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ON FAITH & MEDIA View Comments

Beerfest

By

Source: Catholic News Service

Mindless and crude comedy about two brothers (Erik Stolhanske and Paul Soter) who, together with some beer-guzzling friends (Kevin Heffernan, Steve Lemme and Jay Chandrasekhar, who also directs) travel to Germany to compete in an underground beer-drinking Olympics against a German team consisting of a rival branch of their family. The title says it all, as the insufferably adolescent plot is just a pole for the foulmouthed frat-house humor which is vulgar, unfunny and irresponsible. Pervasive crass and sexual humor, lewd sight gags and innuendo, much reckless drinking, a couple of racy sex scenes with partial nudity, as well as some unrelated partial nudity, comic violence, some irreverent humor, a suicide, drug content, excessive rough and crude language and some profanity. The USCCB Office for Film & Broadcasting classification is O -- morally offensive. The Motion Picture Association of America rating is R -- restricted. Under 17 requires accompanying parent or adult guardian.



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Visitation: This is a fairly late feast, going back only to the 13th or 14th century. It was established widely throughout the Church to pray for unity. The present date of celebration was set in 1969 in order to follow the Annunciation of the Lord (March 25) and precede the Nativity of John the Baptist (June 24).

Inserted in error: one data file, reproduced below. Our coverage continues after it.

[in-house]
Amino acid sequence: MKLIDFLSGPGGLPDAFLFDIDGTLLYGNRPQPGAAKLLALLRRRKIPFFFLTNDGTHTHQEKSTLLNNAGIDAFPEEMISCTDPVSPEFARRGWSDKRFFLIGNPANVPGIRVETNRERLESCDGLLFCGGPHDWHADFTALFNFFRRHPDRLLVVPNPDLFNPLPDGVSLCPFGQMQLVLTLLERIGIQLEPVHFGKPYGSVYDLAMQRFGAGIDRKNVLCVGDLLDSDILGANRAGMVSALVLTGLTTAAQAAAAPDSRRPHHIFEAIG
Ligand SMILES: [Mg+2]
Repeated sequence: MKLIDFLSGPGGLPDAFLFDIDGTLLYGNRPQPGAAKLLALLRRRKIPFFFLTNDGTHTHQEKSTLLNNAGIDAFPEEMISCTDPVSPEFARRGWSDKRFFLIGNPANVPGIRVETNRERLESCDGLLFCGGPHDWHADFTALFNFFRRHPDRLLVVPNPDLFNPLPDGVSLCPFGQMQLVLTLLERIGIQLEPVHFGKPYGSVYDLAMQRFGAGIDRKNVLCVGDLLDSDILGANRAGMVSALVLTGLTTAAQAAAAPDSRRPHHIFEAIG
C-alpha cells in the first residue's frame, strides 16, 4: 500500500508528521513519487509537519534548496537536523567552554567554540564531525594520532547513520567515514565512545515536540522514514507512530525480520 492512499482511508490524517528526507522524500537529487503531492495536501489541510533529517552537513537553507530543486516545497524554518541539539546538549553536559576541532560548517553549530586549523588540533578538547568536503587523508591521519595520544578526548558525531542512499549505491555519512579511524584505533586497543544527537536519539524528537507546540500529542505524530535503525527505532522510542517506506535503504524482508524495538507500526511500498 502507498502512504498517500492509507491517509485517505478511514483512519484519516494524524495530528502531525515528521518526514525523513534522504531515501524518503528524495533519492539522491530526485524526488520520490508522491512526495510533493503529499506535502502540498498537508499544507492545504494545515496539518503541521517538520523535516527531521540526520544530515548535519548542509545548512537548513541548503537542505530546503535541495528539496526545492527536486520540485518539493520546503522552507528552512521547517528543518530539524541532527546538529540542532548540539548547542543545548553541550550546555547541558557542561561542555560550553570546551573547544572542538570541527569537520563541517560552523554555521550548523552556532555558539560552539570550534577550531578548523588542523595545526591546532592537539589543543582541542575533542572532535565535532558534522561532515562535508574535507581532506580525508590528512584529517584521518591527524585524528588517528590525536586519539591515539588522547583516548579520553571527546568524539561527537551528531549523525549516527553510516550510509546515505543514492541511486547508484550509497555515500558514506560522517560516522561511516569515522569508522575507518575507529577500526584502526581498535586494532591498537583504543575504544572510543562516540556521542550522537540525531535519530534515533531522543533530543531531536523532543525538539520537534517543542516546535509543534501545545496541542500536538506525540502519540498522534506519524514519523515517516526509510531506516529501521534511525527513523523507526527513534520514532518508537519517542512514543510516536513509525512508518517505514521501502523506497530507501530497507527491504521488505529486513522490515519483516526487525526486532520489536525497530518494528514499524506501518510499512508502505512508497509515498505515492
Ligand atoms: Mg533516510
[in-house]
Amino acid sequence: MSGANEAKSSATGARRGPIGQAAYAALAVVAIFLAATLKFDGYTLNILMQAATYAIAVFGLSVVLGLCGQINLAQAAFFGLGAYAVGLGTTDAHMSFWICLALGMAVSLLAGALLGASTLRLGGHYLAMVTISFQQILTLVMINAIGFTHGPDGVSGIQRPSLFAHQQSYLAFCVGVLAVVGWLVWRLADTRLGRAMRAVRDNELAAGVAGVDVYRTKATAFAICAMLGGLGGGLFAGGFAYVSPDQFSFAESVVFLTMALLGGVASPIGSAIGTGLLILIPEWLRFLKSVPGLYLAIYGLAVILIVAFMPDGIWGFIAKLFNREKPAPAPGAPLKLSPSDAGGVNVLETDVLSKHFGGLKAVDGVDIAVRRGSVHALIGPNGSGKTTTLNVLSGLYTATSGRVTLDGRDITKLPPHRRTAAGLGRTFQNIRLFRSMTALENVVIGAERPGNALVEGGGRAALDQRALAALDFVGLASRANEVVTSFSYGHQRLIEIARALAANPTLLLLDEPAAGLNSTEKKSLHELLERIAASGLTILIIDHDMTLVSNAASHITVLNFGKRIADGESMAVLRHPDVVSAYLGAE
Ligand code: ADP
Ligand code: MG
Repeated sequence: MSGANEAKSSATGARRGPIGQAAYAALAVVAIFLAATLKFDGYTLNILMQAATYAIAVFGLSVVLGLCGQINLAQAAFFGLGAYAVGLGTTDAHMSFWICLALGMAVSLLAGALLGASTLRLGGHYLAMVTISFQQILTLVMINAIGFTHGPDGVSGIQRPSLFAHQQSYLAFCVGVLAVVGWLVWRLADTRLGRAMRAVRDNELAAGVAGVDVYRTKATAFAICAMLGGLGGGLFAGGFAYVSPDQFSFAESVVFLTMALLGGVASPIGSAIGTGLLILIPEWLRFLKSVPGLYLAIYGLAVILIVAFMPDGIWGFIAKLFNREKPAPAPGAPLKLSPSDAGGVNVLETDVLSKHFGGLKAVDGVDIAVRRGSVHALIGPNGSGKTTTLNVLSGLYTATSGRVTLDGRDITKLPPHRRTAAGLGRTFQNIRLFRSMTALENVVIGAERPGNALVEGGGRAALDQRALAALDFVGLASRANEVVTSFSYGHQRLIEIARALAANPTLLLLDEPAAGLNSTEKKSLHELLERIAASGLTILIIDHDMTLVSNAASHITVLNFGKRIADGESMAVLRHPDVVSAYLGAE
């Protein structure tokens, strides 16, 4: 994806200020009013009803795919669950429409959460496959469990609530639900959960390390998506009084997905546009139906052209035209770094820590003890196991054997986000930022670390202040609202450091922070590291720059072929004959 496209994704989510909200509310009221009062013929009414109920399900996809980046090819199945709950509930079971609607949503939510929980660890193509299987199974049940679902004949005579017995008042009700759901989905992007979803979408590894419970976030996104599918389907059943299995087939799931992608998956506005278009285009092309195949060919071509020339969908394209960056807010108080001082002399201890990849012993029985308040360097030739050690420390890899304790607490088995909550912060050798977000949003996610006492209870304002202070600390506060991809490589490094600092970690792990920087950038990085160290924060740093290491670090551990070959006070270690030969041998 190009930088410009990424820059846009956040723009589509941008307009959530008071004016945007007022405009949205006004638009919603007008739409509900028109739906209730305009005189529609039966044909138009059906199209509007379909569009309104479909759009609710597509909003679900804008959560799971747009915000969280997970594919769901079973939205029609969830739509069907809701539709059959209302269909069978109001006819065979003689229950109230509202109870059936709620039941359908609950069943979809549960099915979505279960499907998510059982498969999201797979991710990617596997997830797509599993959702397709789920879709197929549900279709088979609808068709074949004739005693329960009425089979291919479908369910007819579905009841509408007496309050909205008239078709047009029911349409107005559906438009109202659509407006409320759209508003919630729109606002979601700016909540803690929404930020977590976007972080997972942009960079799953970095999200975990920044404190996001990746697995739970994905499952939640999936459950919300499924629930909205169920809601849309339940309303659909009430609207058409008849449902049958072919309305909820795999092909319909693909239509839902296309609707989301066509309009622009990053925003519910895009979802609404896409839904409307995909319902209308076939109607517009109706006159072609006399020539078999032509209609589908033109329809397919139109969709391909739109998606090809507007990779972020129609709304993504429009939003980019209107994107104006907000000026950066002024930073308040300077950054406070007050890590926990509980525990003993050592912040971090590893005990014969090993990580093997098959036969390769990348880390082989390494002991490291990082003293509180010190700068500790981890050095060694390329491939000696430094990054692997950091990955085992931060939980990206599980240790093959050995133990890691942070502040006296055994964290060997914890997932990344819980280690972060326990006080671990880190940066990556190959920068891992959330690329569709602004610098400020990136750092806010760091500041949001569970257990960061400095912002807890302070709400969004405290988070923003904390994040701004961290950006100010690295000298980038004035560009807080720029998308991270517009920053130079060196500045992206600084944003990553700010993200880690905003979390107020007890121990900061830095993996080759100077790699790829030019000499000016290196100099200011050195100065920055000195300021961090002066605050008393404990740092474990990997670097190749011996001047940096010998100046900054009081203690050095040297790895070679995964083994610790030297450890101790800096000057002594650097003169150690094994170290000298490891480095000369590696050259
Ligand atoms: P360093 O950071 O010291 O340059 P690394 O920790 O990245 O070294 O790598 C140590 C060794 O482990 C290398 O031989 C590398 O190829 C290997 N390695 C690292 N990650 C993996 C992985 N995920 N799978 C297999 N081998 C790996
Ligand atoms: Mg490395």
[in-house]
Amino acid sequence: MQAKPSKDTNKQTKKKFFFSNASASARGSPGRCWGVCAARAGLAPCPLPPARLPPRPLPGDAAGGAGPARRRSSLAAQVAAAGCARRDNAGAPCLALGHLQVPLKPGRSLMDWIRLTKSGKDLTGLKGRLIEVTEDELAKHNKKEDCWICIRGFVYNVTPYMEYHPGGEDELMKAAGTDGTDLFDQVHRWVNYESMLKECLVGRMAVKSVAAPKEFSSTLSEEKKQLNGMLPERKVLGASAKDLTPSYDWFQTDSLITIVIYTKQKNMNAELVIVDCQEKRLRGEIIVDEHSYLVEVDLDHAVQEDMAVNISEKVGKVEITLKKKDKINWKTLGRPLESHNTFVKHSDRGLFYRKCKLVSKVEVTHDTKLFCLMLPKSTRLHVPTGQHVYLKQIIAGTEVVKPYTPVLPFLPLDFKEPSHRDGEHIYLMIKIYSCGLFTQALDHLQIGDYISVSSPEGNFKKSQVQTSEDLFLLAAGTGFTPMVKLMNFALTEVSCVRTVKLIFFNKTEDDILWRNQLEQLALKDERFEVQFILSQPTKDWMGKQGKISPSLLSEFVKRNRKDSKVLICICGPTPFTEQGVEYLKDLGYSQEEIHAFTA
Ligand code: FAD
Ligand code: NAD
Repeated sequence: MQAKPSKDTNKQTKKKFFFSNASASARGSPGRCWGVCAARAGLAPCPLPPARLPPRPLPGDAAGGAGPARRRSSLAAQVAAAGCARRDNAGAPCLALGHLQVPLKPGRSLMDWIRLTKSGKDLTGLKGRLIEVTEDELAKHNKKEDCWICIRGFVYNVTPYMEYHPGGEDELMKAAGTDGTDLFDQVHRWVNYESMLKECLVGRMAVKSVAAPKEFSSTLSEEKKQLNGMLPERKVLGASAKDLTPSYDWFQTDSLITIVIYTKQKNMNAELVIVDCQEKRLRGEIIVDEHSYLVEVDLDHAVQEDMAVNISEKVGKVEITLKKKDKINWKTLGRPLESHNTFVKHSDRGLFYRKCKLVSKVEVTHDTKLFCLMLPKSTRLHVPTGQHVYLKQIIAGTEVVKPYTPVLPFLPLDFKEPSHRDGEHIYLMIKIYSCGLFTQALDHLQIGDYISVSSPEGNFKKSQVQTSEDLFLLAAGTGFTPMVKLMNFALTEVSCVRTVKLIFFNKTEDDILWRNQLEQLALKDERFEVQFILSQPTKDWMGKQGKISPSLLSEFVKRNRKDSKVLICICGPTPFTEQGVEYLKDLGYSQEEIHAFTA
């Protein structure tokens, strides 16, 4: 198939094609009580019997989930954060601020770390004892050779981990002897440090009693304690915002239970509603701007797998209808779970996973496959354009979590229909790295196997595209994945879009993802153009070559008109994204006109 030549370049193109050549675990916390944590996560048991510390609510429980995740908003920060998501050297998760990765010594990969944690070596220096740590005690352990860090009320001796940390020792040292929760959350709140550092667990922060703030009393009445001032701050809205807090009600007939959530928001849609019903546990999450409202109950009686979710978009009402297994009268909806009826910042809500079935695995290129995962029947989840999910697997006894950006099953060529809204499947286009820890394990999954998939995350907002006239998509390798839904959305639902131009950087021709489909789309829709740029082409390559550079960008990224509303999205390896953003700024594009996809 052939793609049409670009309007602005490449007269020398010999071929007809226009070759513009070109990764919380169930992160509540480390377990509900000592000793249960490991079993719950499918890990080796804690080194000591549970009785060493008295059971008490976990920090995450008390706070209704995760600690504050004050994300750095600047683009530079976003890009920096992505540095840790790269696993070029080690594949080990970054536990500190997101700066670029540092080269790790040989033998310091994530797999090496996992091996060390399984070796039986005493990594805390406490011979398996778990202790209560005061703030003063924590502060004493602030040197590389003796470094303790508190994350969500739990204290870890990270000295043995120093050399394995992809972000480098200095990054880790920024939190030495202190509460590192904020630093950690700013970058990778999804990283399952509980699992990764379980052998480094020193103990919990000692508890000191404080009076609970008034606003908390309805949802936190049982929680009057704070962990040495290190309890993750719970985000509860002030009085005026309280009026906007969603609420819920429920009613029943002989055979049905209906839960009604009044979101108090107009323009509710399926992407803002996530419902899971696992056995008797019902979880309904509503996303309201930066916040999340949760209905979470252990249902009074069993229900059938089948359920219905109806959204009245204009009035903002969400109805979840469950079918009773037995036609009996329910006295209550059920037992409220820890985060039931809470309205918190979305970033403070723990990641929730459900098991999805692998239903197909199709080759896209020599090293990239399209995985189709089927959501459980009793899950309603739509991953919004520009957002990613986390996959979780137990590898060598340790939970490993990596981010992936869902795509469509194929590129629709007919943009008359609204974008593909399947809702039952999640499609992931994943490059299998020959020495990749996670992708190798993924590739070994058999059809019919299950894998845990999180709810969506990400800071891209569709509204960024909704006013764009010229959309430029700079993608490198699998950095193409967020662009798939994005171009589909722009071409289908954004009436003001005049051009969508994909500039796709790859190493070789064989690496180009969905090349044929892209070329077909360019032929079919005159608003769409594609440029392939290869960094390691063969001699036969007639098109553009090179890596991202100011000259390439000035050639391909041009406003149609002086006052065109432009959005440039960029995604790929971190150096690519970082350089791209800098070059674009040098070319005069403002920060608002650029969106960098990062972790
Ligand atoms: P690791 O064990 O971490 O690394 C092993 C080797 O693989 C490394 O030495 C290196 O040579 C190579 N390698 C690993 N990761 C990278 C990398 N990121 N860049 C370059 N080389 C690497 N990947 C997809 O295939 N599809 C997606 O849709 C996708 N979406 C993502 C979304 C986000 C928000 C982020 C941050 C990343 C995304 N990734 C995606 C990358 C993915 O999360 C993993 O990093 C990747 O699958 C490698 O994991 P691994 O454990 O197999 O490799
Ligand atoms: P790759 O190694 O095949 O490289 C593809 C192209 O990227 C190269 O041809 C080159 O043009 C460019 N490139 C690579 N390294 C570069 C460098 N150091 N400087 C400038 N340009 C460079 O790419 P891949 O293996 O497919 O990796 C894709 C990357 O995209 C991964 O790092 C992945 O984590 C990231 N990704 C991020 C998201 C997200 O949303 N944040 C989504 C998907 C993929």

<p>Like most feasts of Mary, it is closely connected with Jesus and his saving work. The more visible actors in the visitation drama (see Luke 1:39-45) are Mary and Elizabeth. However, Jesus and John the Baptist steal the scene in a hidden way. Jesus makes John leap with joy—the joy of messianic salvation. Elizabeth, in turn, is filled with the Holy Spirit and addresses words of praise to Mary—words that echo down through the ages. </p><p>It is helpful to recall that we do not have a journalist’s account of this meeting. Rather, Luke, speaking for the Church, gives a prayerful poet’s rendition of the scene. Elizabeth’s praise of Mary as “the mother of my Lord” can be viewed as the earliest Church’s devotion to Mary. As with all authentic devotion to Mary, Elizabeth’s (the Church’s) words first praise God for what God has done to Mary. Only secondly does she praise Mary for trusting God’s words. </p><p>Then comes the Magnificat (Luke 1:46-55). Here Mary herself (like the Church) traces all her greatness to God.</p> American Catholic Blog Someone once told Pope Francis that his words had inspired him to give a lot more to the poor. Pope Francis’s response was to challenge the man not to just give money, but to roll up his sleeves, get his hands dirty, and actually reach out and help.

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